Security firm falls prey to breach Attack considered 'persistent threat'
By Hiawatha Bray Globe Staff / March 19, 2011
RSA, a Bedford security systems maker whose products guard vital computer networks worldwide, was scrambling yesterday to recover from a security breach that could expose its customers to hacker attacks.
The attack, revealed on Thursday, compromised products RSA sells under the SecurID brand name. RSA, a division of data storage giant EMC Corp. of Hopkinton, called the attack an ''advanced persistent threat,'' industry jargon for a relentless campaign by criminals or foreign governments to break into a high-value computer system.
SecurID uses a technique called ''two-factor authentication,'' requiring users to enter two different passwords to gain access to a network. The first password is memorized by the user. The second is a set of random numbers that appear on a SecurID ''token,'' a small electronic device carried by the user.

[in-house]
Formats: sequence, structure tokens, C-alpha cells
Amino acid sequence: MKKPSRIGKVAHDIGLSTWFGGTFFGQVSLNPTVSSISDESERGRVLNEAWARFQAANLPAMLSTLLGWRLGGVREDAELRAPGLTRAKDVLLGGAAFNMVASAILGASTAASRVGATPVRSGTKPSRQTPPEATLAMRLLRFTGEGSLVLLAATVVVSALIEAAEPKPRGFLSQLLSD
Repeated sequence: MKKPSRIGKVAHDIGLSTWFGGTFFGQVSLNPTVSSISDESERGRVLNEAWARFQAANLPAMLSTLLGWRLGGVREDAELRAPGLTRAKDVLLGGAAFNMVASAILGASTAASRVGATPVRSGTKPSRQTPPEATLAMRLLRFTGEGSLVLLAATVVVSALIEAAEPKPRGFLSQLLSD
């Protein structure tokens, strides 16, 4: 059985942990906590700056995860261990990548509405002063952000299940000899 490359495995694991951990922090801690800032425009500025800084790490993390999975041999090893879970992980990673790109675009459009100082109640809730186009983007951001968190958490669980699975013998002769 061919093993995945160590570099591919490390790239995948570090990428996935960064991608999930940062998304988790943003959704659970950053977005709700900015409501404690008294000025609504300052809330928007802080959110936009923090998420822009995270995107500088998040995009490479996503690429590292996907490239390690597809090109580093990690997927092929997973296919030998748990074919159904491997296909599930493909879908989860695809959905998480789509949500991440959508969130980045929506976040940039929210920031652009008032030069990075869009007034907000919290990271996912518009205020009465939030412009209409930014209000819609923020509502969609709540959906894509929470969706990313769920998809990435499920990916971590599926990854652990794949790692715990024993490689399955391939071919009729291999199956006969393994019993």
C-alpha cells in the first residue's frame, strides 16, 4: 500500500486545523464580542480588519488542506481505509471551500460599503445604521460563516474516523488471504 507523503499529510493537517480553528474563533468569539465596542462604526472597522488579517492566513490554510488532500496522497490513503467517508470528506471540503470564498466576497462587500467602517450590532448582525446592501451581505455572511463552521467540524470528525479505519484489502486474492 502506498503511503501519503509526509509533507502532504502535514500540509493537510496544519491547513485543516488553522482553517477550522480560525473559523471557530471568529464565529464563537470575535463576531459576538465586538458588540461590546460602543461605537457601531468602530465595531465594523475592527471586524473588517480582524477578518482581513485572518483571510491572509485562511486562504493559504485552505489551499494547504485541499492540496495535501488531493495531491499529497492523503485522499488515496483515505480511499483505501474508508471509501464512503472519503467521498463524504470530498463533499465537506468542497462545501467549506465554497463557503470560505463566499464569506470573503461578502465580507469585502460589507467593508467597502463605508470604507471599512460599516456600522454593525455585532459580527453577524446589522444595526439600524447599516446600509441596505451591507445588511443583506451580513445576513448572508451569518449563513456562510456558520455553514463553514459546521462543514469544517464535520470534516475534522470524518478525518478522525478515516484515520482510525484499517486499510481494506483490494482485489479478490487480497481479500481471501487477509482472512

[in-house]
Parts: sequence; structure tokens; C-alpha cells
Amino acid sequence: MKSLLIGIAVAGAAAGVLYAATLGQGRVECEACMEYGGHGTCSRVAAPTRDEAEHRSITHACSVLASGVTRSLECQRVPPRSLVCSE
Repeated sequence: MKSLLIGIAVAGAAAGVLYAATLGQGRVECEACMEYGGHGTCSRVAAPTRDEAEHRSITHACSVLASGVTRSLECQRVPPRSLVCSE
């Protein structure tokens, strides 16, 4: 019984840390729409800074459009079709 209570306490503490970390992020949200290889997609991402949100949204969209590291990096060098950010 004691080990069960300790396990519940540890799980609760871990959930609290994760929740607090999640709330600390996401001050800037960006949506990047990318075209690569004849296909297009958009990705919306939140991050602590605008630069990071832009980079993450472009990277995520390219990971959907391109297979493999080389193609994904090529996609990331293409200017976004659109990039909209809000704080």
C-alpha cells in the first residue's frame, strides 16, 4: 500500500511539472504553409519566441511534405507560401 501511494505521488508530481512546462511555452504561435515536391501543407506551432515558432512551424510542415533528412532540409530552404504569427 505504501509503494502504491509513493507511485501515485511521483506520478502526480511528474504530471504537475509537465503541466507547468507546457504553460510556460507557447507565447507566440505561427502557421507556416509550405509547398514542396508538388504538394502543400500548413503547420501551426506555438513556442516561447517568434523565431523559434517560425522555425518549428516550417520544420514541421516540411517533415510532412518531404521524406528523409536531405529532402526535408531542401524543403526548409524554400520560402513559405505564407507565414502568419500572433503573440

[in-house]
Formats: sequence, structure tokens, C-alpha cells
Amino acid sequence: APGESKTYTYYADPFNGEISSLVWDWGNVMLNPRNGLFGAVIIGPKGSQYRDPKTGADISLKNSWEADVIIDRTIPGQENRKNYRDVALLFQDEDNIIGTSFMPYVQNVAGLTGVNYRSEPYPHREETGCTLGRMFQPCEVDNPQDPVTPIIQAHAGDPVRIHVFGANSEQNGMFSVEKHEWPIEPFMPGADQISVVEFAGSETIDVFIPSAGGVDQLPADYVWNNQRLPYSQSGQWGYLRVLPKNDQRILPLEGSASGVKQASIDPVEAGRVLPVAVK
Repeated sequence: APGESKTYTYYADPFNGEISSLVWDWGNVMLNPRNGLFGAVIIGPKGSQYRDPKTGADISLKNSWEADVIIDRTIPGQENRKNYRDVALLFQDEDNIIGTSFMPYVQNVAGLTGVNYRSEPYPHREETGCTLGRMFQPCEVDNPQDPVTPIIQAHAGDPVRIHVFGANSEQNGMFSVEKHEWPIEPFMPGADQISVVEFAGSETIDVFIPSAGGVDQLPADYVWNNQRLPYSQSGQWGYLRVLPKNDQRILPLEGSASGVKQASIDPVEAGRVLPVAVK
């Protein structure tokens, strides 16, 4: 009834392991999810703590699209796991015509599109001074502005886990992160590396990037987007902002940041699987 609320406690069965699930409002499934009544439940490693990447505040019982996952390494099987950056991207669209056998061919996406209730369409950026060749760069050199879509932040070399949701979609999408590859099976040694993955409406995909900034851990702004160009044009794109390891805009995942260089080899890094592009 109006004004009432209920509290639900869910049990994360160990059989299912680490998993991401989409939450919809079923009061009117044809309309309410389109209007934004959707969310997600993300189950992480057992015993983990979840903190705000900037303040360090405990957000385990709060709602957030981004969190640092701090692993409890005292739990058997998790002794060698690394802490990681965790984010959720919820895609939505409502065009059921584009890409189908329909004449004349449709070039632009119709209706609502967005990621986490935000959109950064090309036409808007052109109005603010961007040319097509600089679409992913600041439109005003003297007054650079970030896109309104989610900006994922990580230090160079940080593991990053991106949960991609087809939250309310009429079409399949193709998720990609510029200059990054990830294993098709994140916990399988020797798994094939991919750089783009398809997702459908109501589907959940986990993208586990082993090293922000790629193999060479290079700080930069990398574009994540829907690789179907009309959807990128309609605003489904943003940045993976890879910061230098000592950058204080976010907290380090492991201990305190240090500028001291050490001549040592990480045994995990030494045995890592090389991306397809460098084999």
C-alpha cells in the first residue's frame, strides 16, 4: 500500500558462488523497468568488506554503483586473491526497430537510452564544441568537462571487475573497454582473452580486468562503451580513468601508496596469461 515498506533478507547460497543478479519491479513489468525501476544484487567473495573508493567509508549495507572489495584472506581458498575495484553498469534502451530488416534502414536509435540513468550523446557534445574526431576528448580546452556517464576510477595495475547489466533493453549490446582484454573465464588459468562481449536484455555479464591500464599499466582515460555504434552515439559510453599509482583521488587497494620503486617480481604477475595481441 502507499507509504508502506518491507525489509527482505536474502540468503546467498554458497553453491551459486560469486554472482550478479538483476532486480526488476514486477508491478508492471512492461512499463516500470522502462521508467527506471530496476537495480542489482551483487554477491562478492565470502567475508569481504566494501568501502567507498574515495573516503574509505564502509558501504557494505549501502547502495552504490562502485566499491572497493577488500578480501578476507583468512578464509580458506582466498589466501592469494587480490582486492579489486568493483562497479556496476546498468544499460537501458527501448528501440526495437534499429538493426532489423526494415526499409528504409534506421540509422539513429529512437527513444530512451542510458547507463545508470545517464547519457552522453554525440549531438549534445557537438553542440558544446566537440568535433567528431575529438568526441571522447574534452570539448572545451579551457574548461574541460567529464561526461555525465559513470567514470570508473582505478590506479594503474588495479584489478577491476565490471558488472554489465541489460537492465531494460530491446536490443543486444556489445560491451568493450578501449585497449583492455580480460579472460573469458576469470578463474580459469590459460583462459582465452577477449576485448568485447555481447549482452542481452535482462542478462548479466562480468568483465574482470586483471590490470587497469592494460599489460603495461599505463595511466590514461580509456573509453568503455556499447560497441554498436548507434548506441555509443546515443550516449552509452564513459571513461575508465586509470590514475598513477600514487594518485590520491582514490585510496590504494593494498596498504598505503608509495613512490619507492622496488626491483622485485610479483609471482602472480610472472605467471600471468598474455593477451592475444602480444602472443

The token's random numbers change roughly once a minute based on a unique digital ''seed'' assigned to each token. A SecurID computer with a copy of each token's seed generates the same random number as the token. A user gets into the network by typing this number.
SecurID is used by an estimated 40 million people at 30,000 organizations worldwide, including banking firm Wells Fargo & Co., Rolls Royce Motor Cars Ltd., the French Ministry of Education, Lockheed Martin Corp., and The New York Times Co., including The Boston Globe.
A successful breach of RSA's own network could allow a criminal to compromise customer networks. Gunter Ollmann, vice president of research at Atlanta network security firm Damballa Inc., said that RSA analysts were probably scouring their computers yesterday to make sure the intruders didn't tamper with the SecurID software. One threat: Hackers could have introduced ''back doors'' to the system that could grant them easy access to the token numbers, and then to customer networks. They might also have tried to steal the seeds for the SecurID tokens, which would let them generate their own passwords and break into networks.